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Ashland disputes forced catheter lawsuit


The city of Ashland claims that a woman’s lawsuit surrounding a forced catheterization in 2019 is filled with false, irrelevant and “scandalous” information, but the city provided few specifics.

Lise Ann Behringer of Ashland filed a civil rights suit against the city in October alleging that Ashland police exceeded the scope of their search warrant when they forced a urine sample following an Oct. 19, 2019, impaired-driving arrest in downtown Ashland.

The unauthorized procedure allegedly left Behringer with a urinary tract infection and a medical bill of more than $1,100 for the procedure she didn’t authorize.

“This is rape! This is rape!” Behringer claims to have shouted as medical staff at Providence Medford Medical Center forced the catheter into her urethra, according to the lawsuit filed Oct. 18 in U.S. District Court in Medford and an Oregonian/OregonLive story about the case.

According to a response filed Tuesday by lawyer Thomas Armosino, who represents defendants including the city, Ashland police Chief Tighe O’Meara and Officer Justin McCreadie, “these defendants cannot truthfully respond to such allegations” without an evidence discovery process including depositions.

Armosino claims Behringer tries to “editorialize” information about the circumstances leading up to the forced urine sample.

“Therefore, except as specifically admitted herein, Ashland defendants deny each and every other allegation of ‘fact’ contained in (Behringer’s) complaint, including plaintiff’s attempt to editorialize the historical background leading to this incident,” Armosino said.

Among the legal defenses outlined in the response were that the city, its police chief and offers are entitled qualified immunity, claims that the police actions were “a valid exercise of authority as a law enforcement agency,” that Behringer’s conduct caused or exacerbated the harm she endured, and that the harm she alleges to have occurred was caused by “criminal conduct.”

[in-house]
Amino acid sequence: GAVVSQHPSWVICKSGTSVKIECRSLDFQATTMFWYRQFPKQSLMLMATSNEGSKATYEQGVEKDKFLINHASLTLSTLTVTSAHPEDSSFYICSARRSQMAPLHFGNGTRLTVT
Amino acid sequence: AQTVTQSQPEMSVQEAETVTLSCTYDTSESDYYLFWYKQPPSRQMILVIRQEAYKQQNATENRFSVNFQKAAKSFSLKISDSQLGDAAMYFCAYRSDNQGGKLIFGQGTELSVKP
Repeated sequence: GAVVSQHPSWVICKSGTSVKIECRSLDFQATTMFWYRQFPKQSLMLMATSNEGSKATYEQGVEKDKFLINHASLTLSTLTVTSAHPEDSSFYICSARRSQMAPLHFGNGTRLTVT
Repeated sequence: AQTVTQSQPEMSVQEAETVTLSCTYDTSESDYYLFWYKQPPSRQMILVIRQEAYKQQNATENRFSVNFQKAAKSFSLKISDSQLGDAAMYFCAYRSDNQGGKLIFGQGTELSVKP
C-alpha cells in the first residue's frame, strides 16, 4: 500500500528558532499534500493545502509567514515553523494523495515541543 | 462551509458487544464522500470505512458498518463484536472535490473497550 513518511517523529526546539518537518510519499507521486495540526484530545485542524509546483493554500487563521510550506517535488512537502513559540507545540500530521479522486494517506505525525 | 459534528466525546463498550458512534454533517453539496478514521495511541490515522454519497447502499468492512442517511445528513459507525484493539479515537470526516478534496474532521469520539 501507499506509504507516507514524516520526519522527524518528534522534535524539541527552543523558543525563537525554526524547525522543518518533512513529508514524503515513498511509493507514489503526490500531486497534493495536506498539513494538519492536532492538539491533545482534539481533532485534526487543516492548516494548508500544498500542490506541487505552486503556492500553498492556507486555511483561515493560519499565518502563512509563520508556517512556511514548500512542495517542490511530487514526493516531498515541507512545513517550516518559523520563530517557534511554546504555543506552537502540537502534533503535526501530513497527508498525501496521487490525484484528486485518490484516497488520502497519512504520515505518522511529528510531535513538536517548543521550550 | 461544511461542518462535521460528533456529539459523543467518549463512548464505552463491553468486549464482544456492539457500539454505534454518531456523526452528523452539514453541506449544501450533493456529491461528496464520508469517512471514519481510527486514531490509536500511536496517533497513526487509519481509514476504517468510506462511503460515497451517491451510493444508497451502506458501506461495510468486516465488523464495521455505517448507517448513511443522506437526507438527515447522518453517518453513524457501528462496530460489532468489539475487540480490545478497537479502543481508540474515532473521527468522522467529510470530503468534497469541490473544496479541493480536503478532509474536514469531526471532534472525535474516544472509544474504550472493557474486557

The bulk of the city’s five-page response, however, surrounds nearly a quarter of the 135 paragraphs in Behringer’s lawsuit filed by lawyers Mary Sofia of Portland and Joy Bertrand of Scottsdale, Arizona.

Armosino seeks to strike 33 of the 135 paragraphs in Behringer’s lawsuit claiming “the contents of such paragraphs are wholly irrelevant, inadmissible, impertinent, scandalous, impermissible, prejudicial and superfluous.”

Those paragraphs the city seeks to strike include quotes from a 2017 Ninth Circuit Court of Appeals ruling in the case of Ellis vs. City of San Diego stating that “forceful use of a catheter is a ‘gross personal indignity’ far exceeding that involved in a simple blood test,” claims that Behringer would have been willing to submit a urine sample had she been able to do so without being in the presence of a male officer, and claims that Behringer sustained a urinary tract infection from the procedure.

The sixth paragraph of Behringer’s lawsuit demands an injunction ordering the city and Providence to immediately cease the practice of forcing urine samples, along with compensation for Behringer’s injuries and punitive damages.

The city seeks to strike that sixth paragraph but also claims the lawsuit lacks “a short and plain statement of the claim” required under Federal Rules of Civil Procedure.

Instead, the city claims, Behringer “sets forth multiple improper evidence, stories, opinions, citations to legal text, legal conclusions, false facts, immaterial facts and/or irrelevant facts.”

“Therefore, Ashland defendants are entitled to a dismissal of [Behringer’s] complaint for its failure to comply with FRCP,” Armosino states.

The city seeks to strike what are described as “supporting facts” in Behringer’s lawsuit, but lack direct attribution, statements such as: “Forced catheterization is painful, humiliating and deeply degrading” and “Urinary catheterization should be avoided where possible, because of the risks it creates of injury to the person.”

The city also demands attorney’s fees and any “such other relief as the court deems just and proper.”

Reach web editor Nick Morgan at 541-776-4471 or nmorgan@rosebudmedia.com. Follow him on Twitter @MTwebeditor.